I was 16 years old when my father died from cancer. Getting through the experience was one of the hardest things I have ever done in my life and looking back, I'm amazed at not only my own resilience, but also of the resilience of my entire family. I know first hand what it is like to experience loss and would like to provide some suggestions on what helped me over the years.
When my father became ill, I was extremely fortunate to have a good friend who unfortunately, had just lost her own mother. She provided me with the single best piece of advice of which I am eternally grateful. She told me to spend as much time with him as possible and to say everything I wanted to say because once he's gone, regret over what I should have said or done would be unbearable. Because of my friend's advice, that is what I did and I cherish the last weeks with my father more than any others.
However, not everyone has the opportunity to do this as death can sometimes come on too quickly and without warning. All we can do is appreciate the time we did have together, rather than focus on what we missed. That being easier said than done, if you find yourself dwelling on what you wish you would have done or said, immediately catch yourself and turn your focus to the positive times you had with the loved one. Pull out old pictures or notes to remind yourself. Start a journal of appreciation that is for the sole purpose of expressing gratitude for the good times. If good times are hard to recall, then write about the good things you learned from the relationship or from the death.
Something else that has been helpful for me over the years is to always take time to reflect on my father's life and our relationship. Sometimes this occurs without warning when I'm reminded of him for some reason. Other times, I plan it and take time out to reflect, like today, the anniversary of his death 22 years ago. During these reflective times, I like to look at old pictures of him or notes he snuck into my lunch bag. This was a difficult thing to do during the first few years after his death; however, it is now something that makes me smile.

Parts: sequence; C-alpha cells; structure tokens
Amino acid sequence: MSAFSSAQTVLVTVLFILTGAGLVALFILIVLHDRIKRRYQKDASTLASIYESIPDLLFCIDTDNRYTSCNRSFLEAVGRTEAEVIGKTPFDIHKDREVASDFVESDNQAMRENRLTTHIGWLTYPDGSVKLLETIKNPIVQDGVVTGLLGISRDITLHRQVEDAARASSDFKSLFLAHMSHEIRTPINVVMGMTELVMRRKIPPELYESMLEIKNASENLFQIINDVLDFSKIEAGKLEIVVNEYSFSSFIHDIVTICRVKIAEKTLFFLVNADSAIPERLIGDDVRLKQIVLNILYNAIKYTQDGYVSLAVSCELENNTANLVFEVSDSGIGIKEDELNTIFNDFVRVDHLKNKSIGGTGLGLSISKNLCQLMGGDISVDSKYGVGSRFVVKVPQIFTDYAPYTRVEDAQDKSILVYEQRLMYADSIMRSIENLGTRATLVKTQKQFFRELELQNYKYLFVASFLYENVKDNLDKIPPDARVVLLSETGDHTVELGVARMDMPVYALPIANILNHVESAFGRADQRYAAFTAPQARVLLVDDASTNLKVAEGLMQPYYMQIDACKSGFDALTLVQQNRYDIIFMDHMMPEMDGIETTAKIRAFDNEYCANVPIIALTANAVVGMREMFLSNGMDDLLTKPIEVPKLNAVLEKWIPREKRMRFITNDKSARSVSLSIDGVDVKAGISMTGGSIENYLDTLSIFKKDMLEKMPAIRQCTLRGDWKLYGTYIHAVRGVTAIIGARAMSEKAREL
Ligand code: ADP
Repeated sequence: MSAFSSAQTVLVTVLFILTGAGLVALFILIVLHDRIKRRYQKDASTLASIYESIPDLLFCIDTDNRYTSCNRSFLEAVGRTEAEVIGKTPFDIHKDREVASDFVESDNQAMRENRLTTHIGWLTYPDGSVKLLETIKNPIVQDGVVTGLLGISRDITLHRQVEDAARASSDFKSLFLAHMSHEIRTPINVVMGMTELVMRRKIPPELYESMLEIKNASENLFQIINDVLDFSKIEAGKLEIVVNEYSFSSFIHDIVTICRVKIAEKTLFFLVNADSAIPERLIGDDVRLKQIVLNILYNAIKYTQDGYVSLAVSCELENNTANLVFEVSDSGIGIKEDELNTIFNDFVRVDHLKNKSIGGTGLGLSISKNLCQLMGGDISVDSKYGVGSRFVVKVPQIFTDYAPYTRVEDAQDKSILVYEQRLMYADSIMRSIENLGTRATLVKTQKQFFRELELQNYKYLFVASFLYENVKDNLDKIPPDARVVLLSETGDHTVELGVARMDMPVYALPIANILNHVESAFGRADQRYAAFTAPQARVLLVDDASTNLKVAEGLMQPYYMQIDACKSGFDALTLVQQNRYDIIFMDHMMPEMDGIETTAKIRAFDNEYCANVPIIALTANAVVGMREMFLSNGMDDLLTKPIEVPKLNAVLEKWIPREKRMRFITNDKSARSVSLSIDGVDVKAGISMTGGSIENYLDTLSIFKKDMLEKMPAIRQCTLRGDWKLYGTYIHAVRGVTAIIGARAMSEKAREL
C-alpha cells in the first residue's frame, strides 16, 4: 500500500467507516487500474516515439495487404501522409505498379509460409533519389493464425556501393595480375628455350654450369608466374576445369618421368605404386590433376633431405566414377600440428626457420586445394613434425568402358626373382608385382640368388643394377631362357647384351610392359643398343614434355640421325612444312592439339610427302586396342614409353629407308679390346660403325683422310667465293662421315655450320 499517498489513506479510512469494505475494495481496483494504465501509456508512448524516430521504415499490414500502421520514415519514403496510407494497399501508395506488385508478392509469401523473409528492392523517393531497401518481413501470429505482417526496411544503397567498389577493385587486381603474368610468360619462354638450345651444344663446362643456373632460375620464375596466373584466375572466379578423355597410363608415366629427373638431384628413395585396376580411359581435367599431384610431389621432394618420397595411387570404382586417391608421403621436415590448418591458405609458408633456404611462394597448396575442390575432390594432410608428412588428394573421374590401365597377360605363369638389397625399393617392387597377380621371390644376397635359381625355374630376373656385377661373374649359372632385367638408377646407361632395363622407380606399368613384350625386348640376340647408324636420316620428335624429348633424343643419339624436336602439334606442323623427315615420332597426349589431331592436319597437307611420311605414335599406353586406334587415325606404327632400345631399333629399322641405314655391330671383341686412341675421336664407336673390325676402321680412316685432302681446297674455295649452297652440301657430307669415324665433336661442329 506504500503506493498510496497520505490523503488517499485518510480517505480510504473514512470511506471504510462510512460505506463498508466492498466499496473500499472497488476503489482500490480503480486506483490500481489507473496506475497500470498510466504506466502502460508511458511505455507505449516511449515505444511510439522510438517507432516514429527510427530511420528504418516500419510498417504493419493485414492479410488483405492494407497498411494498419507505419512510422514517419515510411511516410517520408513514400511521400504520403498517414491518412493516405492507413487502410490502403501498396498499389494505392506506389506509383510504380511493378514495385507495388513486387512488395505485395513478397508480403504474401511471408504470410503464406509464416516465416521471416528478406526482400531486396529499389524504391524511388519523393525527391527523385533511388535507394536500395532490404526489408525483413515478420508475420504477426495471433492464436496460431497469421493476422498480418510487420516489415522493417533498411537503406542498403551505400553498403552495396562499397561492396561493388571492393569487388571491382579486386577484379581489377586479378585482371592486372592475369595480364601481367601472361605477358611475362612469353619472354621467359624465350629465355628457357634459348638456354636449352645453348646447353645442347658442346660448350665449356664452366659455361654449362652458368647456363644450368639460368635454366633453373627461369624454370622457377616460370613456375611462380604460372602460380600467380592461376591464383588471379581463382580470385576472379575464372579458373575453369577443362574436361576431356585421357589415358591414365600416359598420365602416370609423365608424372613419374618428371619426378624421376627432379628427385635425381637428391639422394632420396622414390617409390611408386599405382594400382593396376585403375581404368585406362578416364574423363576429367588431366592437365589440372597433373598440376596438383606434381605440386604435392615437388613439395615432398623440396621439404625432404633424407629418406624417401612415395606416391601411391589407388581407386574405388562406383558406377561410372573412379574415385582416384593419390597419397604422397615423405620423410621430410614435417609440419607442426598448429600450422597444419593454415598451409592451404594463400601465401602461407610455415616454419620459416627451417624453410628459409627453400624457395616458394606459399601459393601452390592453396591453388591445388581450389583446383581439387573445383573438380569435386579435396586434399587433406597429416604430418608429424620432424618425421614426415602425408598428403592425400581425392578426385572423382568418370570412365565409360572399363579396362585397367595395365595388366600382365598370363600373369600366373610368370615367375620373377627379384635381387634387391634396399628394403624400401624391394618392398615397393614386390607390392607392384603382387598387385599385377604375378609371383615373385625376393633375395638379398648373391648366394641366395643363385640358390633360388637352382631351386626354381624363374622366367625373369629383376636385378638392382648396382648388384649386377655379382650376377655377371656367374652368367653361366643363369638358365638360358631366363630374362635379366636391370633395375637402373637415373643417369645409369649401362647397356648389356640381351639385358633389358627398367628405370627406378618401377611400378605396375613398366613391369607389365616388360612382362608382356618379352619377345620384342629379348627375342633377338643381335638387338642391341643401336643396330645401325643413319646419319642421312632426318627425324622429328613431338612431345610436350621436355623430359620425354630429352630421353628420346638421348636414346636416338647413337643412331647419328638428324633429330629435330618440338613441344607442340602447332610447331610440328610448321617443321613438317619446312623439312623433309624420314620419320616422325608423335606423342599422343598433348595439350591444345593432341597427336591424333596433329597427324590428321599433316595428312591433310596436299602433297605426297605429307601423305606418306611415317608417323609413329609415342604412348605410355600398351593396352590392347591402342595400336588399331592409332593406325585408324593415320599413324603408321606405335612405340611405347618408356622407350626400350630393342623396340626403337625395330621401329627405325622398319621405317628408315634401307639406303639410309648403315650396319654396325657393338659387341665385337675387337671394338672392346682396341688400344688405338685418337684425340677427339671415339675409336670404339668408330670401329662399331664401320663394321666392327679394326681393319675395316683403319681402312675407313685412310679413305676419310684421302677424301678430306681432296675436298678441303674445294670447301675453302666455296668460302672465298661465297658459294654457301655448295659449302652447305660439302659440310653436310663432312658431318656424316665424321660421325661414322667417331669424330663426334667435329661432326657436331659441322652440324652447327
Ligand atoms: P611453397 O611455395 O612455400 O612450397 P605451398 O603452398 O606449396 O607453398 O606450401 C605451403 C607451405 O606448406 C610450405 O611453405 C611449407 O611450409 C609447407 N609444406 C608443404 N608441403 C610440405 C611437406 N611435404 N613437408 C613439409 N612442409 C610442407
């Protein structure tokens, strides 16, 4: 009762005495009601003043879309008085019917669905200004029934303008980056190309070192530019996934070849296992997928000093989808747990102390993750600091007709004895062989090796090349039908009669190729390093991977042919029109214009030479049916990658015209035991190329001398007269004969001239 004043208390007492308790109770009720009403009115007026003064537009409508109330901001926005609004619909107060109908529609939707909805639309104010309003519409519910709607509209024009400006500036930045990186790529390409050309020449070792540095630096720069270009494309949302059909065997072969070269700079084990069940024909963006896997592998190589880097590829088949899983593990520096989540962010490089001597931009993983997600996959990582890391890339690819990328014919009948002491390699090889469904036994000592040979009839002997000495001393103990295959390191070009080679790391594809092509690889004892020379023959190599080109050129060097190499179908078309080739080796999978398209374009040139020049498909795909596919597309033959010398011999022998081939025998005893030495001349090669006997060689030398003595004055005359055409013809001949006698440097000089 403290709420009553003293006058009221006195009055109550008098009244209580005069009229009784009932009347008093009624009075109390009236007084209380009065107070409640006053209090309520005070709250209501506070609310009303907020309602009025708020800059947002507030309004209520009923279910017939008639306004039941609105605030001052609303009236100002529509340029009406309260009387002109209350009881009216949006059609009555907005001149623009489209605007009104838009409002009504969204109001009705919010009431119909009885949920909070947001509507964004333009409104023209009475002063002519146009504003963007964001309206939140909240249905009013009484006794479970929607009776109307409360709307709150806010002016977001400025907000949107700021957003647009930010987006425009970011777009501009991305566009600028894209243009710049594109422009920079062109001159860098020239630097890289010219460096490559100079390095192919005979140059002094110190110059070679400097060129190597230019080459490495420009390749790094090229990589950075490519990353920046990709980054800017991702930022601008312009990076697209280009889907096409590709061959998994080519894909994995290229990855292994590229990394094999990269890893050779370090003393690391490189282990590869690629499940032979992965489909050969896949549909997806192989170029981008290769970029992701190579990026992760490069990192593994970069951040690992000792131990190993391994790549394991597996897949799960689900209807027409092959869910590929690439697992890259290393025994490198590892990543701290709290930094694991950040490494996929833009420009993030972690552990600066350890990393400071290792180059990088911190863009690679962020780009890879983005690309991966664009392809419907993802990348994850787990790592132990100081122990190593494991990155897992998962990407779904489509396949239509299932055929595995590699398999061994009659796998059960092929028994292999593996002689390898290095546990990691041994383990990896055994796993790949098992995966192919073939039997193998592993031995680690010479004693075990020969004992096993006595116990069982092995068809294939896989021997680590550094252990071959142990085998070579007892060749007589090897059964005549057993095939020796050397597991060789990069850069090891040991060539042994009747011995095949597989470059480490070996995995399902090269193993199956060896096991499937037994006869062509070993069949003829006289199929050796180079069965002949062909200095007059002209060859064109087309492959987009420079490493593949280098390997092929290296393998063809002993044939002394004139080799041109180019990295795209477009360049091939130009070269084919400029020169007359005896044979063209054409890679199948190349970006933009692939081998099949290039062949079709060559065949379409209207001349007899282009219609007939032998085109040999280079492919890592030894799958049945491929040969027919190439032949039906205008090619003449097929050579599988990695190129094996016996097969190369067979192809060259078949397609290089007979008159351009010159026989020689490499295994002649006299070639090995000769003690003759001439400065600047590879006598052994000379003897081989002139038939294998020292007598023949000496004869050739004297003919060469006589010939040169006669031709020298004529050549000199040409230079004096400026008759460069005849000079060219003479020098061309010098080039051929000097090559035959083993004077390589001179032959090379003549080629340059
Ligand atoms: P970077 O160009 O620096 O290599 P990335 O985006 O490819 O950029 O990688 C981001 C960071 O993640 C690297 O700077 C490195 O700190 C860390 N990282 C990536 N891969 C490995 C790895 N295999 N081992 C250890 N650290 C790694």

Take time to connect with something your loved one enjoyed, whether it was a close friend or a hobby. My father loved being outdoors engaged in activities like skiing, fishing, and photography. He was also a wonderful writer and practical jokester. In my family, each one of us has identified with one of his passions and maintained it on a personal level. One sister continues to write, another is an avid skier, and another is a talented photographer. My mom has held onto his fishing rods. I feel most connected to my father through my sense of humor. Regardless of how we have remained connected to him, doing so provides peace and makes me feel that he is still a part of my life.
Talk to those who knew and loved your loved one. Human beings are complex and each person in your loved one's life had a different relationship with and perception of the person. Connecting with others allows us to see and appreciate the other parts of the person that we may never have known. My father was my parent so I only knew him in a certain way, but when I spoke with his friends and colleagues in the years after his death, I was able to learn more about him. It was also nice to reminisce with those who knew him. As an adult, I now appreciate the complexity of who he was as a person and am constantly trying to better understand him, as well as learn from his mistakes and his successes.
Grief is strongest when it is fresh. It causes a hole inside us that actually physically hurts. The intensity and spectrum of emotions that you feel cannot be understood or appreciated until you have been through it. It does get easier with time, but before that occurs, it can feel as though it never will. Please reach out for help if you or someone you know is struggling with the loss of a loved one. Kids may show signs of anger, school refusal, have nightmares, or physical symptoms like frequent stomach or head aches. Adults may become withdrawn or isolate themselves. But you do not have to go through this alone. Individual therapy can be extremely helpful. Hospice organizations also offer support groups for those struggling with grief, which can be very beneficial. Contact me or a local Hospice organization for help in coping with your grief.
Melanie McNally, PsyD
I am a Licensed Clinical Psychologist providing therapy and comprehensive psychological testing in the northwest suburbs of Chicago. I have a Master's degree in Community Counseling and a Doctorate degree in Clinical Psychology.
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